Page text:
Yesterday, I finished reading Girl, Stolen by April Henry. This book has been out since 2010, but I didn’t make time to read it until recently. Why, you ask? Well, there’s now a sequel, Count All Her Bones, and I couldn’t read that one until I finished the first book, so there you go.
Now, it’s time for a quick look at Girl, Stolen. This will be a short post because I feel like crap and want to go back to sleep, so let’s get started.
It was supposed to be a quick stop at the pharmacy for antibiotics. Who could have predicted that it would turn into a nightmare for Cheyenne Wilder? Lying in the backseat, blind and sick with pneumonia, Cheyenne thought her stepmom was getting into the driver’s seat, ready to take them both home. She soon realizes, however, that something is wrong. Her stepmom is not driving. Someone is stealing the car, and she’s along for the ride.
It doesn’t take long for Griffin to grasp that he’s just screwed up royally. He thought he’d stumbled upon a perfect score–and Escalade with keys in the ignition. He didn’t think to look in the backseat. Now, he’s got to figure out what to do…with both the car and the girl. His only saving grace may be that this girl is blind and can’t identify him. Maybe he can get out of this without too much trouble.
When Griffin delivers both car and girl to his father, the situation gets even more complicated. It seems that Cheyenne’s father is a big-wig at Nike, and Griffin’s dad wants to take advantage of that. He thinks this could turn into a huge payday. Griffin isn’t so sure about this plan, and he grows even more reluctant to participate when he realizes that his father (and his cronies) have no plans to keep Cheyenne alive.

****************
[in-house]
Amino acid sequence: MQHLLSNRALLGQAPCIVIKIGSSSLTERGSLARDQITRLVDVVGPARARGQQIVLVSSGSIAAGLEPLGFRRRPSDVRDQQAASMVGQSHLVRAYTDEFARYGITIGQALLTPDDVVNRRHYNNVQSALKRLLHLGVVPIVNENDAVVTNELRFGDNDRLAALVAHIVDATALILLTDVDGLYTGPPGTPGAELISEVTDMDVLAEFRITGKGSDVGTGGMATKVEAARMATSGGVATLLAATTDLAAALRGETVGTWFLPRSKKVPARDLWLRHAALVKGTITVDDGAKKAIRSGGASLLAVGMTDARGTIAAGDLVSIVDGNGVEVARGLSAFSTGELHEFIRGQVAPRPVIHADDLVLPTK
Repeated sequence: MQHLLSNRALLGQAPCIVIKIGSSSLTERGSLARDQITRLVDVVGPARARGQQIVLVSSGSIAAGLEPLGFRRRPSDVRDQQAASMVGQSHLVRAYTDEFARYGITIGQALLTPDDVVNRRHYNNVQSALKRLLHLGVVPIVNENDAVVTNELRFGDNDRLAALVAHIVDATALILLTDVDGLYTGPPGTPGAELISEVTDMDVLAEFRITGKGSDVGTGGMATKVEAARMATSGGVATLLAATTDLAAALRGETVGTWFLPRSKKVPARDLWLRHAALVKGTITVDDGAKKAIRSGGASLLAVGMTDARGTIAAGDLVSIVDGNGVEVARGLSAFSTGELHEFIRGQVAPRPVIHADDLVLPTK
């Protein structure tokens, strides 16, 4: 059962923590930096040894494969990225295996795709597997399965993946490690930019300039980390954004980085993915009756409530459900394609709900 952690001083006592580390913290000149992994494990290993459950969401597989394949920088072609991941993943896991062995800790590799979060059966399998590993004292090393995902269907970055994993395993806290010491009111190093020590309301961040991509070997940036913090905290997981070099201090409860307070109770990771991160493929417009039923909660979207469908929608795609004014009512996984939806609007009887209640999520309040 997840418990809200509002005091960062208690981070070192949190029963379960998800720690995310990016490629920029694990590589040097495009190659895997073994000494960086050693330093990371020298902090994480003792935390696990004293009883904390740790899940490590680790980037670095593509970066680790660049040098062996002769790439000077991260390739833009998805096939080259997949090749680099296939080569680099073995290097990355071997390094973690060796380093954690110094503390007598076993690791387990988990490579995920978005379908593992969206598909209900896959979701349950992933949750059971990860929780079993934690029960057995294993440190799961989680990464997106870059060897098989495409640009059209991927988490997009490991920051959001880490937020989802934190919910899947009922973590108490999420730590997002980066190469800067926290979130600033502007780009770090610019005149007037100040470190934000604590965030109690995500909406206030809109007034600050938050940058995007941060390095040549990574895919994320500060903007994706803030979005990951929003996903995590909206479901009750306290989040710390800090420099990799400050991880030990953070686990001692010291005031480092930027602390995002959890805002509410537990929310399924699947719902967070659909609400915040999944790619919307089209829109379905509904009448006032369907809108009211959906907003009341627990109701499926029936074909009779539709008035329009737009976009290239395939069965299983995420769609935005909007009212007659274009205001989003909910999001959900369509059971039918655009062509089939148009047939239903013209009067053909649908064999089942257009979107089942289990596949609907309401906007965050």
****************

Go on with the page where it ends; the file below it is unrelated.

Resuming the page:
Even though she’s blind, Cheyenne never stops trying to find a way out of this mess. She knows that Griffin is protecting her from the other men and what they plan to do with her, but surely he won’t think of aiding her escape. He’s the one who kidnapped her in the first place. Or would he consider helping her? Maybe he’s just as eager to end this fiasco as she is. Whatever the case, Cheyenne is determined to survive, and she’ll do whatever she must–even perhaps trust her abductor–to make it back home.
If you’ve read any of April Henry’s books, you know that she’s known for good, engrossing mysteries suitable for middle grade and young adult readers. This book is no different. It’s a quick read, perfect for reluctant readers, and it definitely keeps one’s interest from page to page.
Count All Her Bones, the sequel to Girl, Stolen, was released in May. As you may have guessed, given that there is a sequel in the first place, Cheyenne does survive in book one. From what I understand, though, her troubles are far from over. As soon as I finish a few other books, I’ll see just how much trouble she finds in book two.